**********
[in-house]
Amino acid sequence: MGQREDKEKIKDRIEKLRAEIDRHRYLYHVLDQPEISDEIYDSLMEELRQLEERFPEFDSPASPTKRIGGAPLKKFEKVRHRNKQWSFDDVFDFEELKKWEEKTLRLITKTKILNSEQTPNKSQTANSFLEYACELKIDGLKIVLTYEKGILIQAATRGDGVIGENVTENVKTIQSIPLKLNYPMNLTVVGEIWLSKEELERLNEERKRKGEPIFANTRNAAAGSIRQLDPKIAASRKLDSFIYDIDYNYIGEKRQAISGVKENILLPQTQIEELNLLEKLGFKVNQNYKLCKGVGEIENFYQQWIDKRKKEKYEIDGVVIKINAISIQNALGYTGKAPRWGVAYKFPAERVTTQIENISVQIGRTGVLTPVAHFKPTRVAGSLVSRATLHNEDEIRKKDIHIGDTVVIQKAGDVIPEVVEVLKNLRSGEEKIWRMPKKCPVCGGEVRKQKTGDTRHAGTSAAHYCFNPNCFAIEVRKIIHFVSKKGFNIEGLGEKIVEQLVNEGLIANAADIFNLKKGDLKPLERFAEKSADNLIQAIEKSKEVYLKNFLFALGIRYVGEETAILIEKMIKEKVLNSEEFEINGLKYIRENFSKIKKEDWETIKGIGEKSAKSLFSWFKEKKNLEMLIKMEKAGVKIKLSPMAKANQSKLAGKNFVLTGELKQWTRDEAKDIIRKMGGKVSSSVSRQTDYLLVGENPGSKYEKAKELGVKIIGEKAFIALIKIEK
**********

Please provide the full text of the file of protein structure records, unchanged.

[in-house]
Amino acid sequence: MGQREDKEKIKDRIEKLRAEIDRHRYLYHVLDQPEISDEIYDSLMEELRQLEERFPEFDSPASPTKRIGGAPLKKFEKVRHRNKQWSFDDVFDFEELKKWEEKTLRLITKTKILNSEQTPNKSQTANSFLEYACELKIDGLKIVLTYEKGILIQAATRGDGVIGENVTENVKTIQSIPLKLNYPMNLTVVGEIWLSKEELERLNEERKRKGEPIFANTRNAAAGSIRQLDPKIAASRKLDSFIYDIDYNYIGEKRQAISGVKENILLPQTQIEELNLLEKLGFKVNQNYKLCKGVGEIENFYQQWIDKRKKEKYEIDGVVIKINAISIQNALGYTGKAPRWGVAYKFPAERVTTQIENISVQIGRTGVLTPVAHFKPTRVAGSLVSRATLHNEDEIRKKDIHIGDTVVIQKAGDVIPEVVEVLKNLRSGEEKIWRMPKKCPVCGGEVRKQKTGDTRHAGTSAAHYCFNPNCFAIEVRKIIHFVSKKGFNIEGLGEKIVEQLVNEGLIANAADIFNLKKGDLKPLERFAEKSADNLIQAIEKSKEVYLKNFLFALGIRYVGEETAILIEKMIKEKVLNSEEFEINGLKYIRENFSKIKKEDWETIKGIGEKSAKSLFSWFKEKKNLEMLIKMEKAGVKIKLSPMAKANQSKLAGKNFVLTGELKQWTRDEAKDIIRKMGGKVSSSVSRQTDYLLVGENPGSKYEKAKELGVKIIGEKAFIALIKIEK